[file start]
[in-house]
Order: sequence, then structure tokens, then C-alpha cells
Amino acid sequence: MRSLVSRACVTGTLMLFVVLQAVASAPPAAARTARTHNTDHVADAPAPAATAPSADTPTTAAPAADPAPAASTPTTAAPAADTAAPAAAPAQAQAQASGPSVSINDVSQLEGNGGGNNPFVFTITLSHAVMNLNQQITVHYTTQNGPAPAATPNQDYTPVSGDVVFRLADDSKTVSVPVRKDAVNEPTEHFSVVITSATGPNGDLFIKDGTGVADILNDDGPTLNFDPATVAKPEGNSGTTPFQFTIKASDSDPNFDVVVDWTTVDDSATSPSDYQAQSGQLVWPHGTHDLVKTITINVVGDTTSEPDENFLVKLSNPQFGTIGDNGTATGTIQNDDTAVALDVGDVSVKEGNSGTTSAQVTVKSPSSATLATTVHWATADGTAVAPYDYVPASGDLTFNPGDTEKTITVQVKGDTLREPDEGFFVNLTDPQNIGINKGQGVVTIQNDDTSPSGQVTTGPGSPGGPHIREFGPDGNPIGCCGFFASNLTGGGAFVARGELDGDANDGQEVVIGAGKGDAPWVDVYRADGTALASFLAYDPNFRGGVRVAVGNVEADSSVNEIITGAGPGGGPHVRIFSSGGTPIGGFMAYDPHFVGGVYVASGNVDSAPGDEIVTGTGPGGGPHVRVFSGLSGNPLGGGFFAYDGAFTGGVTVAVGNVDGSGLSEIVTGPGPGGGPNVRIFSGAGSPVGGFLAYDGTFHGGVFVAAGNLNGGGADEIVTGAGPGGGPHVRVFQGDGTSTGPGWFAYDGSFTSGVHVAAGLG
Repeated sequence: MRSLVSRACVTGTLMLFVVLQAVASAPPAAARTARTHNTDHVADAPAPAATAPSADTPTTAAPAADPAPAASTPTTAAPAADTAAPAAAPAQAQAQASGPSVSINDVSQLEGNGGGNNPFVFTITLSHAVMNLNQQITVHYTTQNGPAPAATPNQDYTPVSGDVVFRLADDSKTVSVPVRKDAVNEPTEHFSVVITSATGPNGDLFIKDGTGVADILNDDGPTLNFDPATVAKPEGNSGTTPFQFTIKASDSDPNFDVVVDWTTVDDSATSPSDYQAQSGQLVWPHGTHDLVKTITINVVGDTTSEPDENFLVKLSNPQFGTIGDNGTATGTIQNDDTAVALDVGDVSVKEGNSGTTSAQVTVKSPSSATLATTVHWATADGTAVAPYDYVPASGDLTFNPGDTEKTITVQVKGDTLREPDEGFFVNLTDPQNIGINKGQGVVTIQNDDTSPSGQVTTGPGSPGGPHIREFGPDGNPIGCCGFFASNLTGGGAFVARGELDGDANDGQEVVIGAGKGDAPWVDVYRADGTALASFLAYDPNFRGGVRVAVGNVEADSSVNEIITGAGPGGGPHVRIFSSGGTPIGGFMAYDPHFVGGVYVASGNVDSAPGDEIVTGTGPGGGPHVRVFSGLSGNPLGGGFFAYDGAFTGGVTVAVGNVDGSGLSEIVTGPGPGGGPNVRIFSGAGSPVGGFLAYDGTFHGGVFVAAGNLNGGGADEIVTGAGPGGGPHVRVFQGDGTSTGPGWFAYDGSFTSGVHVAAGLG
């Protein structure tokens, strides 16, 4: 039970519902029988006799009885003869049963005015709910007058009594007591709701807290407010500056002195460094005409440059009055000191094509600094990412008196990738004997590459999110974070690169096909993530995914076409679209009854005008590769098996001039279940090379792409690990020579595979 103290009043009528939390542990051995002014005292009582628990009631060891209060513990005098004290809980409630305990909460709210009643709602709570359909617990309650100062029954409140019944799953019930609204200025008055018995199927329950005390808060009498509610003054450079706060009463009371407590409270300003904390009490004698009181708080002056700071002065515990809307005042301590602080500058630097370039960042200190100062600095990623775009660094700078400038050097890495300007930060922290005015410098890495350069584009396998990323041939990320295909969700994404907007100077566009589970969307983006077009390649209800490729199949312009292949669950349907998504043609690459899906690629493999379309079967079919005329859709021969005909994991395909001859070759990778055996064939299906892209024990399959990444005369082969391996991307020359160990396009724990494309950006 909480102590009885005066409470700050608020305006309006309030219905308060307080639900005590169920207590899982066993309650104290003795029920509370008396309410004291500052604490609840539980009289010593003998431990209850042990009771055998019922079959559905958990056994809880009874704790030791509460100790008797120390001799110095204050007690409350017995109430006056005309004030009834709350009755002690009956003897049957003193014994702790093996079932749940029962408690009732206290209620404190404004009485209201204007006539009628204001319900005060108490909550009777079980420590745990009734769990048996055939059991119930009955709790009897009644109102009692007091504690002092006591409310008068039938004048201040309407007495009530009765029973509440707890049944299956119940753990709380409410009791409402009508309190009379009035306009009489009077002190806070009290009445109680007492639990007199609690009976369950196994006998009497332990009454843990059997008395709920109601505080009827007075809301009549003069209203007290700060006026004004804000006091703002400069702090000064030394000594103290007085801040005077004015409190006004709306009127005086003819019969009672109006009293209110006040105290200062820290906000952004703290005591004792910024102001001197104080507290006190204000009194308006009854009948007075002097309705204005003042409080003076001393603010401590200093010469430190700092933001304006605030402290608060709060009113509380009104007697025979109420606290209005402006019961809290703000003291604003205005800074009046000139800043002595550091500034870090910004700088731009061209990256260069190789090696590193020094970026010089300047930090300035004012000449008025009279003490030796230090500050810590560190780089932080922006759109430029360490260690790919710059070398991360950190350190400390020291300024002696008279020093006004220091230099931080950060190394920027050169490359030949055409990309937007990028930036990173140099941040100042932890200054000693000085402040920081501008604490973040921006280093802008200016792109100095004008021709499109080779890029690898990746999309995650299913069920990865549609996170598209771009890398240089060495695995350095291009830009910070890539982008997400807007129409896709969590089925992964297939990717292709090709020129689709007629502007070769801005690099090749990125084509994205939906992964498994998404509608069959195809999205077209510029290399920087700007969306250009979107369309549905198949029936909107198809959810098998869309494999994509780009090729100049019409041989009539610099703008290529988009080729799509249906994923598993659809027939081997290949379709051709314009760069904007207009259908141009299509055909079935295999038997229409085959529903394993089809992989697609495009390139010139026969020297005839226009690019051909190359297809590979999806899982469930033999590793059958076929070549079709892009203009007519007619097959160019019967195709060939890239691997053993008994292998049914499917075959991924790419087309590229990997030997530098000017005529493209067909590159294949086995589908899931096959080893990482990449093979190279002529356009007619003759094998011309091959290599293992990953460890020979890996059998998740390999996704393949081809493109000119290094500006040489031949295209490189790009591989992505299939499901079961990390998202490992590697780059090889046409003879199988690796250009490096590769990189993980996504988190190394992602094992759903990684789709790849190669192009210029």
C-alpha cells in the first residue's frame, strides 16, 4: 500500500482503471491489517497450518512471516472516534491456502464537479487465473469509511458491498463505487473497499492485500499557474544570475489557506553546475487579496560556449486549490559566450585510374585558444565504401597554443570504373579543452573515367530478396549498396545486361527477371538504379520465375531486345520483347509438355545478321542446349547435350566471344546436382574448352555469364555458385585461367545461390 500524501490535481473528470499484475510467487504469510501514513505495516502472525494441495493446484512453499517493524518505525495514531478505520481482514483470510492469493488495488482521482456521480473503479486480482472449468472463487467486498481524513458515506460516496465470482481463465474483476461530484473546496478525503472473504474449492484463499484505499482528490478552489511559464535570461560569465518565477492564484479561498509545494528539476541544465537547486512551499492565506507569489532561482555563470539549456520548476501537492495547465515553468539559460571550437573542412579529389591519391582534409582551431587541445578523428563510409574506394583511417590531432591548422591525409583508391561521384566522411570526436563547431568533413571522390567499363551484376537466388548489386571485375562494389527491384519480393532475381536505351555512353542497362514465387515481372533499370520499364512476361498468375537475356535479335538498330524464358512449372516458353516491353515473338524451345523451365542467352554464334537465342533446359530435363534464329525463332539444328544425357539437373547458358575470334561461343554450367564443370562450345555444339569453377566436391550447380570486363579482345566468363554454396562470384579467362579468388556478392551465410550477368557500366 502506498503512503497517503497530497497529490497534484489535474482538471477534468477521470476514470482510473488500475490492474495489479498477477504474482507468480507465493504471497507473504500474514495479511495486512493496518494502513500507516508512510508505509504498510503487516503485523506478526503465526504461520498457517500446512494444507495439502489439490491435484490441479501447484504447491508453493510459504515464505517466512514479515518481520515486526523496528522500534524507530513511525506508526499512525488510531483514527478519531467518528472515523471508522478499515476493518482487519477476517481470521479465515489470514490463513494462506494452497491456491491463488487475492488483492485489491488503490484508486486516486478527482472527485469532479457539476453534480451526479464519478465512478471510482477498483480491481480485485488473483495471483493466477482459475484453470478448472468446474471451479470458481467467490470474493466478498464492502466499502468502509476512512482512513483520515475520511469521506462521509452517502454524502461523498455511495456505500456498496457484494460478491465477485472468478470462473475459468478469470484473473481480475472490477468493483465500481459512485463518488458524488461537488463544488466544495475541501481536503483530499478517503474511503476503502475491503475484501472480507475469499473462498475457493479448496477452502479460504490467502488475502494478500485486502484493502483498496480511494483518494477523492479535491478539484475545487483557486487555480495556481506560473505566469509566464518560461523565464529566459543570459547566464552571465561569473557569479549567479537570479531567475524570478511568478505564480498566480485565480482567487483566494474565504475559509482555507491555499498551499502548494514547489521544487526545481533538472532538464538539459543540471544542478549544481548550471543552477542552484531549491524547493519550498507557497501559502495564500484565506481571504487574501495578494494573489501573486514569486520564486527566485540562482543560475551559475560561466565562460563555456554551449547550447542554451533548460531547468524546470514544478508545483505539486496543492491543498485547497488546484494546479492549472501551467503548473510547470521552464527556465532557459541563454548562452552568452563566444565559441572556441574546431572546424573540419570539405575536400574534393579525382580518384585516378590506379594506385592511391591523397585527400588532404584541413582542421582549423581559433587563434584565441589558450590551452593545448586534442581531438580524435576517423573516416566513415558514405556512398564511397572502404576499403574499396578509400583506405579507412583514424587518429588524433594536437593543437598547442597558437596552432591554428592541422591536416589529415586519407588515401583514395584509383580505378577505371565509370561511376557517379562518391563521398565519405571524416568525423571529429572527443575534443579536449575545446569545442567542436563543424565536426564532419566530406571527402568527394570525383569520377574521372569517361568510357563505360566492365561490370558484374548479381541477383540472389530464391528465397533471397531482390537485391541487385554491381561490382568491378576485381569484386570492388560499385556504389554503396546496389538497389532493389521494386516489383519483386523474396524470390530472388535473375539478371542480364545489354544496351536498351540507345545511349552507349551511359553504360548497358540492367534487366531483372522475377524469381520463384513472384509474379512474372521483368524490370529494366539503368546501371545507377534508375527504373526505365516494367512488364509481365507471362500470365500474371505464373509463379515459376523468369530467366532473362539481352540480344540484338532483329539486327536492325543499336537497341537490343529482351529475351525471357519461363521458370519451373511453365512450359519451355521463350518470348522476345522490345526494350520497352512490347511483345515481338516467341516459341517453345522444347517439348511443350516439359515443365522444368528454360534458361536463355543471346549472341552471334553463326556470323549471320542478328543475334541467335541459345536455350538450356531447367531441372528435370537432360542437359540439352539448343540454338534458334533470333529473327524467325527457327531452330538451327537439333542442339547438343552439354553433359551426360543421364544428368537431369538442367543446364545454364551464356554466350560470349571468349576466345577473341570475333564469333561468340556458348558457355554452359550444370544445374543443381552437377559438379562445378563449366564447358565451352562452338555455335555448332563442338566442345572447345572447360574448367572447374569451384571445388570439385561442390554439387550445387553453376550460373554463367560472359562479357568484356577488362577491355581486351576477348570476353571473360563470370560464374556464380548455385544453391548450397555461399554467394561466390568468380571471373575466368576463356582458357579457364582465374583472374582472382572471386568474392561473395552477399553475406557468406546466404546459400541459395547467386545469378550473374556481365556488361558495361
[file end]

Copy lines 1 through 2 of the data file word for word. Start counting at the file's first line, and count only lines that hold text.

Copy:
[in-house]
Order: sequence, then structure tokens, then C-alpha cells